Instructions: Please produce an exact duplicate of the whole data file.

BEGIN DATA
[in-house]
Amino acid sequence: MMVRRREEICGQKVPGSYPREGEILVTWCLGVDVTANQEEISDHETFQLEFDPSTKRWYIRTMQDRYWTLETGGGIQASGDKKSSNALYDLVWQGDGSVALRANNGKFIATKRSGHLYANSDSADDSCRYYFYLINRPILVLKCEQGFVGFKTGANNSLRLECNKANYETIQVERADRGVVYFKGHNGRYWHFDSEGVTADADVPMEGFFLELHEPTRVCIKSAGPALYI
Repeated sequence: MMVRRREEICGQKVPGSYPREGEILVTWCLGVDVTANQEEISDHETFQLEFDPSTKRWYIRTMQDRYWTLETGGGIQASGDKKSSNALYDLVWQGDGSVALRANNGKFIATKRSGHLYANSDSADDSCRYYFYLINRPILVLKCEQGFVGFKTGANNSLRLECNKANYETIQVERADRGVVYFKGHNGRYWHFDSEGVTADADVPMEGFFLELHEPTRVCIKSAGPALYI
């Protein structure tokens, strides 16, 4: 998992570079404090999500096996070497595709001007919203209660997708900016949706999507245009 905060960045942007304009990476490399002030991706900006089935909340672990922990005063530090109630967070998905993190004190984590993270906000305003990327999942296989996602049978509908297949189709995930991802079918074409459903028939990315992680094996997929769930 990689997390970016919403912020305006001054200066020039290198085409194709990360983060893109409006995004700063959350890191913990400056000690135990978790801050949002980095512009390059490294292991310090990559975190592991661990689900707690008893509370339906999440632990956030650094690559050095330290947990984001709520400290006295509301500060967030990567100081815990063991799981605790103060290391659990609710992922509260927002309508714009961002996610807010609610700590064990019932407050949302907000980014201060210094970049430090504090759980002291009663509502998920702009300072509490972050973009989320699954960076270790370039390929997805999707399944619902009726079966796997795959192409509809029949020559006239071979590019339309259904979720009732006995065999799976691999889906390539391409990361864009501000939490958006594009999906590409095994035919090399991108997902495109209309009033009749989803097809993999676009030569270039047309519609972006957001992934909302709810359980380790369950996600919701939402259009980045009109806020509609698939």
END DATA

[in-house]
Amino acid sequence: MMVRRREEICGQKVPGSYPREGEILVTWCLGVDVTANQEEISDHETFQLEFDPSTKRWYIRTMQDRYWTLETGGGIQASGDKKSSNALYDLVWQGDGSVALRANNGKFIATKRSGHLYANSDSADDSCRYYFYLINRPILVLKCEQGFVGFKTGANNSLRLECNKANYETIQVERADRGVVYFKGHNGRYWHFDSEGVTADADVPMEGFFLELHEPTRVCIKSAGPALYI
Repeated sequence: MMVRRREEICGQKVPGSYPREGEILVTWCLGVDVTANQEEISDHETFQLEFDPSTKRWYIRTMQDRYWTLETGGGIQASGDKKSSNALYDLVWQGDGSVALRANNGKFIATKRSGHLYANSDSADDSCRYYFYLINRPILVLKCEQGFVGFKTGANNSLRLECNKANYETIQVERADRGVVYFKGHNGRYWHFDSEGVTADADVPMEGFFLELHEPTRVCIKSAGPALYI
């Protein structure tokens, strides 16, 4: 998992570079404090999500096996070497595709001007919203209660997708900016949706999507245009 905060960045942007304009990476490399002030991706900006089935909340672990922990005063530090109630967070998905993190004190984590993270906000305003990327999942296989996602049978509908297949189709995930991802079918074409459903028939990315992680094996997929769930 990689997390970016919403912020305006001054200066020039290198085409194709990360983060893109409006995004700063959350890191913990400056000690135990978790801050949002980095512009390059490294292991310090990559975190592991661990689900707690008893509370339906999440632990956030650094690559050095330290947990984001709520400290006295509301500060967030990567100081815990063991799981605790103060290391659990609710992922509260927002309508714009961002996610807010609610700590064990019932407050949302907000980014201060210094970049430090504090759980002291009663509502998920702009300072509490972050973009989320699954960076270790370039390929997805999707399944619902009726079966796997795959192409509809029949020559006239071979590019339309259904979720009732006995065999799976691999889906390539391409990361864009501000939490958006594009999906590409095994035919090399991108997902495109209309009033009749989803097809993999676009030569270039047309519609972006957001992934909302709810359980380790369950996600919701939402259009980045009109806020509609698939």